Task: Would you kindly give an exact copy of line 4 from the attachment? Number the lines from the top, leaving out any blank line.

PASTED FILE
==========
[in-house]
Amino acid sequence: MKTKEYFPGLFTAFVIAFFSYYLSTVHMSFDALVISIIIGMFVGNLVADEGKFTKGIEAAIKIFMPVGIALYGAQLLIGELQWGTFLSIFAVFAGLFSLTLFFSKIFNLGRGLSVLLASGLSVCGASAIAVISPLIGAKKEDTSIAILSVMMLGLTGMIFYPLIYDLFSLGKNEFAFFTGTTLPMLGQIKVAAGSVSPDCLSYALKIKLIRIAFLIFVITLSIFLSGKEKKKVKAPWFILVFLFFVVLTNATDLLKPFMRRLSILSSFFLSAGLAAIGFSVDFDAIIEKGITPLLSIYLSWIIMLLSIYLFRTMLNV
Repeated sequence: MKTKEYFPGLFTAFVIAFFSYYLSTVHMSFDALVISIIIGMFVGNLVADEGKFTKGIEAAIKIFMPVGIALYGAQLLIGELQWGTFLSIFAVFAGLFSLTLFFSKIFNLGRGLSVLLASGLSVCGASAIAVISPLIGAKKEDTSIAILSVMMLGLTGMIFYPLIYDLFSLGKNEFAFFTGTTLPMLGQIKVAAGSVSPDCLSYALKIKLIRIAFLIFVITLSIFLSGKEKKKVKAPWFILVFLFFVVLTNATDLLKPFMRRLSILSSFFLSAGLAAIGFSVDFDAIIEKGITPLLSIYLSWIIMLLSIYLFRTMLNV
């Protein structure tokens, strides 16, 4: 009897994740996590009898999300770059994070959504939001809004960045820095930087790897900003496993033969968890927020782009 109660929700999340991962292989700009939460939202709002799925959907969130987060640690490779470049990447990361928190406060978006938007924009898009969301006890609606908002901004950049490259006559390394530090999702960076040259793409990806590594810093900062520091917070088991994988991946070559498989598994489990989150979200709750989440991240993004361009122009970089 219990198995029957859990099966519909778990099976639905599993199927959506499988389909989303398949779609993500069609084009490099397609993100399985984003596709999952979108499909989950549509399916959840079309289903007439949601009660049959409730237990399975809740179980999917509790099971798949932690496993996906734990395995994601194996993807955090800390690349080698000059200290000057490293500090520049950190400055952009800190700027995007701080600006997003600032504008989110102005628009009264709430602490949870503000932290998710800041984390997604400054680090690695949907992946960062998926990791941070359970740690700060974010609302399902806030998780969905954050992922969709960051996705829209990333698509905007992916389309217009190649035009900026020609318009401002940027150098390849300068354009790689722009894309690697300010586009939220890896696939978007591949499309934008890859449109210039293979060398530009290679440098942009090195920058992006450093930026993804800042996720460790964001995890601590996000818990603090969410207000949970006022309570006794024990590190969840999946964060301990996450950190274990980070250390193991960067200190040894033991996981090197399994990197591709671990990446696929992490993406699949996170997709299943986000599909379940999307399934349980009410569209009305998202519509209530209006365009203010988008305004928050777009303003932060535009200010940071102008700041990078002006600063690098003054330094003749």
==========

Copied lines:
């Protein structure tokens, strides 16, 4: 009897994740996590009898999300770059994070959504939001809004960045820095930087790897900003496993033969968890927020782009 109660929700999340991962292989700009939460939202709002799925959907969130987060640690490779470049990447990361928190406060978006938007924009898009969301006890609606908002901004950049490259006559390394530090999702960076040259793409990806590594810093900062520091917070088991994988991946070559498989598994489990989150979200709750989440991240993004361009122009970089 219990198995029957859990099966519909778990099976639905599993199927959506499988389909989303398949779609993500069609084009490099397609993100399985984003596709999952979108499909989950549509399916959840079309289903007439949601009660049959409730237990399975809740179980999917509790099971798949932690496993996906734990395995994601194996993807955090800390690349080698000059200290000057490293500090520049950190400055952009800190700027995007701080600006997003600032504008989110102005628009009264709430602490949870503000932290998710800041984390997604400054680090690695949907992946960062998926990791941070359970740690700060974010609302399902806030998780969905954050992922969709960051996705829209990333698509905007992916389309217009190649035009900026020609318009401002940027150098390849300068354009790689722009894309690697300010586009939220890896696939978007591949499309934008890859449109210039293979060398530009290679440098942009090195920058992006450093930026993804800042996720460790964001995890601590996000818990603090969410207000949970006022309570006794024990590190969840999946964060301990996450950190274990980070250390193991960067200190040894033991996981090197399994990197591709671990990446696929992490993406699949996170997709299943986000599909379940999307399934349980009410569209009305998202519509209530209006365009203010988008305004928050777009303003932060535009200010940071102008700041990078002006600063690098003054330094003749």